Start Date: Nov 09, 2006
End Date: Nov 08, 2011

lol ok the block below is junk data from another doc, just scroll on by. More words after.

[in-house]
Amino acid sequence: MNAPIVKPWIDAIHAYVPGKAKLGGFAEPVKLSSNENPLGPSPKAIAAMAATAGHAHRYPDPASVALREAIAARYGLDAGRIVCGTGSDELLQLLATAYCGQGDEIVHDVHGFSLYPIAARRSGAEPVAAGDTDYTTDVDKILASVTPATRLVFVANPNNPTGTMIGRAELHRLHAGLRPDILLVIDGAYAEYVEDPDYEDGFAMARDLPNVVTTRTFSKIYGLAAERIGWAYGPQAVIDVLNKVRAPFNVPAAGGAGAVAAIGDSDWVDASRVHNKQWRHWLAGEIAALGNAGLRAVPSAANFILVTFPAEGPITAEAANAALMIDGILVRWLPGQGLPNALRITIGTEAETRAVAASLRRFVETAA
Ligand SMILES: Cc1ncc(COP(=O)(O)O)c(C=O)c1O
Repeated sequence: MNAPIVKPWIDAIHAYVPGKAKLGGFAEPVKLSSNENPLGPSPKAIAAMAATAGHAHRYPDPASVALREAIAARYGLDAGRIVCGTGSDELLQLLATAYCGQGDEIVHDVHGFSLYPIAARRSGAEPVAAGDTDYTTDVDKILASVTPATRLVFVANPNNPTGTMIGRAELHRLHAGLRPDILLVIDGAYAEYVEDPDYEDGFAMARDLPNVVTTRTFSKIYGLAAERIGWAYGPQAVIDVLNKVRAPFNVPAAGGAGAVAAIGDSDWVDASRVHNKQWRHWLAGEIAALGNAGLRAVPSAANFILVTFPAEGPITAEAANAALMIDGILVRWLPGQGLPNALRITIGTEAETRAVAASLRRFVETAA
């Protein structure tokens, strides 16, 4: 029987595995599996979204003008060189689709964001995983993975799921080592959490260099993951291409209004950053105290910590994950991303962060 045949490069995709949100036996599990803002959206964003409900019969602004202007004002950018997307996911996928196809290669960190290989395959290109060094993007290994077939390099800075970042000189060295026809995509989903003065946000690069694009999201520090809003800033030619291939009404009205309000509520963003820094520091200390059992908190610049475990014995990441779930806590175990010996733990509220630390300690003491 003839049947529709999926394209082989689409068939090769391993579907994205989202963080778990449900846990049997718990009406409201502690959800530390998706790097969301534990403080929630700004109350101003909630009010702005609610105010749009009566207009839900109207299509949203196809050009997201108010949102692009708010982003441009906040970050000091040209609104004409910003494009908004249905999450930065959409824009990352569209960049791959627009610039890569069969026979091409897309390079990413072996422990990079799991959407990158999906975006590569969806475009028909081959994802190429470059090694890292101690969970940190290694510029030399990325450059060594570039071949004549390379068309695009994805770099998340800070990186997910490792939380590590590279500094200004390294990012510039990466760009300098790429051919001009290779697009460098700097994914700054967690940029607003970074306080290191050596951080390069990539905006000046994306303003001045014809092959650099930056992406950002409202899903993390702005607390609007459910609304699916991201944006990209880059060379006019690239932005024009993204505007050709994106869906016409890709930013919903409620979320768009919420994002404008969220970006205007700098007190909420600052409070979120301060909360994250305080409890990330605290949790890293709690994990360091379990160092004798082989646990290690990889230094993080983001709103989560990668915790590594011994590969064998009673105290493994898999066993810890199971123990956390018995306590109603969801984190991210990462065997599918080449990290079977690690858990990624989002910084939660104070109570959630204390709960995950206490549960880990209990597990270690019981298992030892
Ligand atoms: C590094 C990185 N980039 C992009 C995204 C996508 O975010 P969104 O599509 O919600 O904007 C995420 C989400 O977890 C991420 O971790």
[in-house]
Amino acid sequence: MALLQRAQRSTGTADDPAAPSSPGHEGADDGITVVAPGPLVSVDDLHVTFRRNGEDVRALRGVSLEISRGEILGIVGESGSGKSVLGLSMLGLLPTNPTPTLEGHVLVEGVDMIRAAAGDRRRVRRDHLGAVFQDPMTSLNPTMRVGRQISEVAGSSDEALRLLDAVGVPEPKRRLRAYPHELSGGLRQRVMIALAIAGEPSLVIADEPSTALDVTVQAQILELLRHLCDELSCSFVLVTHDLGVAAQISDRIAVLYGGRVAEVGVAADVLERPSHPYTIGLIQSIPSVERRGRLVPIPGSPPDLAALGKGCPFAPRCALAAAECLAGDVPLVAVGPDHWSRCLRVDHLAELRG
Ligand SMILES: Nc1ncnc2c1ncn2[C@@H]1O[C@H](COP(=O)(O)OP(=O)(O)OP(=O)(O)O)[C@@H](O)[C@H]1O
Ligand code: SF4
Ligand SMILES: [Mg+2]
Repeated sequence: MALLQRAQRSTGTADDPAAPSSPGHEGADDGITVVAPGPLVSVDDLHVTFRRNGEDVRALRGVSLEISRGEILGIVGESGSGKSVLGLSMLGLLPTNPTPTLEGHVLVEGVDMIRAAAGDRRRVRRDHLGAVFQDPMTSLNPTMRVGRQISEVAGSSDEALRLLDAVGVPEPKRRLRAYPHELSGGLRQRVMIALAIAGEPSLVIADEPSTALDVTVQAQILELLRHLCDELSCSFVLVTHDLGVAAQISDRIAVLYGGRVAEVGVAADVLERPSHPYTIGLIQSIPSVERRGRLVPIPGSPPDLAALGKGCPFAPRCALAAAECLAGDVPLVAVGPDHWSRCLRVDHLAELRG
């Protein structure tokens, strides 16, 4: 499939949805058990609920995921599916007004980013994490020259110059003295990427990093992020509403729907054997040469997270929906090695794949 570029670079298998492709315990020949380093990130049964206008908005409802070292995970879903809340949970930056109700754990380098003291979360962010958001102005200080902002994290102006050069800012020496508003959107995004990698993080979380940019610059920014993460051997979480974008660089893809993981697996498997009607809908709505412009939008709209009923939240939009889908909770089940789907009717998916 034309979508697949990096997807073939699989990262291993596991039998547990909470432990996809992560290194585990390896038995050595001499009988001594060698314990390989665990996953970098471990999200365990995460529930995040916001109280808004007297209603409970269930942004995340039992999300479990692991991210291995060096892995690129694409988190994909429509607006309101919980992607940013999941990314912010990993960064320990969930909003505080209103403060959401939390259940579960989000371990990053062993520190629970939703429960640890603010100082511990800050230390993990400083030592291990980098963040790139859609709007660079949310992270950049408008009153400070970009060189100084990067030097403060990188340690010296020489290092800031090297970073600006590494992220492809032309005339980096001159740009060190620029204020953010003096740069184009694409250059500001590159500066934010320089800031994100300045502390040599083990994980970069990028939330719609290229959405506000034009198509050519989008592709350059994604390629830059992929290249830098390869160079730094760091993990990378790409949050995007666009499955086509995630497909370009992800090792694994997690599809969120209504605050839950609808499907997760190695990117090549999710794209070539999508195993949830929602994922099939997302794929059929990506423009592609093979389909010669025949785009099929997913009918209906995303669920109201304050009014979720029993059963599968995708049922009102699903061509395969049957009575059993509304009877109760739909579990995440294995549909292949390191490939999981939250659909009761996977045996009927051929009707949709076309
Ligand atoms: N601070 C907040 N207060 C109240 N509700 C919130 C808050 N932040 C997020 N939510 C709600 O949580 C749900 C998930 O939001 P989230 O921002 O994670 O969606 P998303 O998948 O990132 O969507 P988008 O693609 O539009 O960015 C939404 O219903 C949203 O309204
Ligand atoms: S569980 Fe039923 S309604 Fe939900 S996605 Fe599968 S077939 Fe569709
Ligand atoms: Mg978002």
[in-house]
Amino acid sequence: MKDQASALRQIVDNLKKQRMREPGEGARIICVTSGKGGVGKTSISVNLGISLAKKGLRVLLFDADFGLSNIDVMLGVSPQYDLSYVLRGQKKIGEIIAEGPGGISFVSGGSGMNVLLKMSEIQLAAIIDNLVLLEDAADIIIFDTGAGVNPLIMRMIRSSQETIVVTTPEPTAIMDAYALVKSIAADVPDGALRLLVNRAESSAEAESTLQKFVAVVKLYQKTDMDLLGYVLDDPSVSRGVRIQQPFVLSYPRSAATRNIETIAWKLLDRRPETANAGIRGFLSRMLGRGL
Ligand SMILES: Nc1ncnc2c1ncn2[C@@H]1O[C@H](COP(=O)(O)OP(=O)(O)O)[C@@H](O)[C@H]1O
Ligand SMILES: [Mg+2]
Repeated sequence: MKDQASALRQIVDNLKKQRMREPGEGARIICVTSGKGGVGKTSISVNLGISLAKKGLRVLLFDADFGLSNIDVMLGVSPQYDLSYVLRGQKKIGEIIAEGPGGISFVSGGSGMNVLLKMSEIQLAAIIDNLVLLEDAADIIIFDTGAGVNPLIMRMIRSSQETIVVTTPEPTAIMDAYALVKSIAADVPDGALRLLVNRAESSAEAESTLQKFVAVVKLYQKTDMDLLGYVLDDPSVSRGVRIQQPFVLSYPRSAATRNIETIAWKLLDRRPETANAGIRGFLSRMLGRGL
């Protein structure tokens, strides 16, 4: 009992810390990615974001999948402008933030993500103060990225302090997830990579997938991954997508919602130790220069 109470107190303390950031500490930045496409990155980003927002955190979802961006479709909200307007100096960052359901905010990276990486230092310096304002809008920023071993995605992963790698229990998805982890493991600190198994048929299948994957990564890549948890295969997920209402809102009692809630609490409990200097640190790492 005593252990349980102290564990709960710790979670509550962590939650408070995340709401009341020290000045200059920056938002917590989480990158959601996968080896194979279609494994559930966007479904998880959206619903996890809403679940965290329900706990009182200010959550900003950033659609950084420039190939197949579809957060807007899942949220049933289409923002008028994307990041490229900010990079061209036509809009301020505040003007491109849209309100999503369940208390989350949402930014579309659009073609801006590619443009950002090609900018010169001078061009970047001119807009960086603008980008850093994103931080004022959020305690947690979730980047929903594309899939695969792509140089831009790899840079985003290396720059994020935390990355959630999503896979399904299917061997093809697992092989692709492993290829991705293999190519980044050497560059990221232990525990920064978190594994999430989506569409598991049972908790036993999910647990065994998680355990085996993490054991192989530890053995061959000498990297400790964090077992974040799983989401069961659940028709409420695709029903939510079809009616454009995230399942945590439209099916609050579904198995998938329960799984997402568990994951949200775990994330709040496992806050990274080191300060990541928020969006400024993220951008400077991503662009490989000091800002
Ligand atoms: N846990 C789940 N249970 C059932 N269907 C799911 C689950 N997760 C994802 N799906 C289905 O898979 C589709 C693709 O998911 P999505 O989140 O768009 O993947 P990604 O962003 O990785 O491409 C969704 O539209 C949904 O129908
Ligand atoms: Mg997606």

For the first stated problem, proteomic techniques will be used to identify important, immunoreactive protein antigens. Proteomic techniques have been successfully used by scientists in our Research Unit to identify important diagnostic as well as potential vaccine antigens. For the second identified problem, a genomics approach will be used in attempting to improve the limit of detection for a previously developed, highly sensitive and specific PCR for B. avium. Also, a PCR-based test will be developed for O. rhinotracheale as no diagnostic tests are currently available for this newly emerging pathogen. For the third identified problem two approaches will be pursued. The first approach will include the development of improved live, non-virulent, modified P. multocida strains based on deletions of known virulence factors already under development by scientists in our Research Unit. The second approach will include development of a non-living vaccine for P. multocida, based on the promising new bacterial ghost technology, originally developed by European scientists. This technology is based on the ability of a phage lysis protein, for which the corresponding gene has been previously cloned into the selected pathogen, to form pores in the bacterial cell membrane. Cytosolic contents are extruded through the pores, resulting in empty, but intact, non-living bacterial shells containing important antigenic determinants. BSL-2; Recertified 10/17/06; IBC-0234. BSL-Exempt; Canceled 11/8/07; IBC-0287. BSL-2; Recertified 12/15/09; IBC-0174. BSL-2; Recertified 06/09/10; IBC-0320.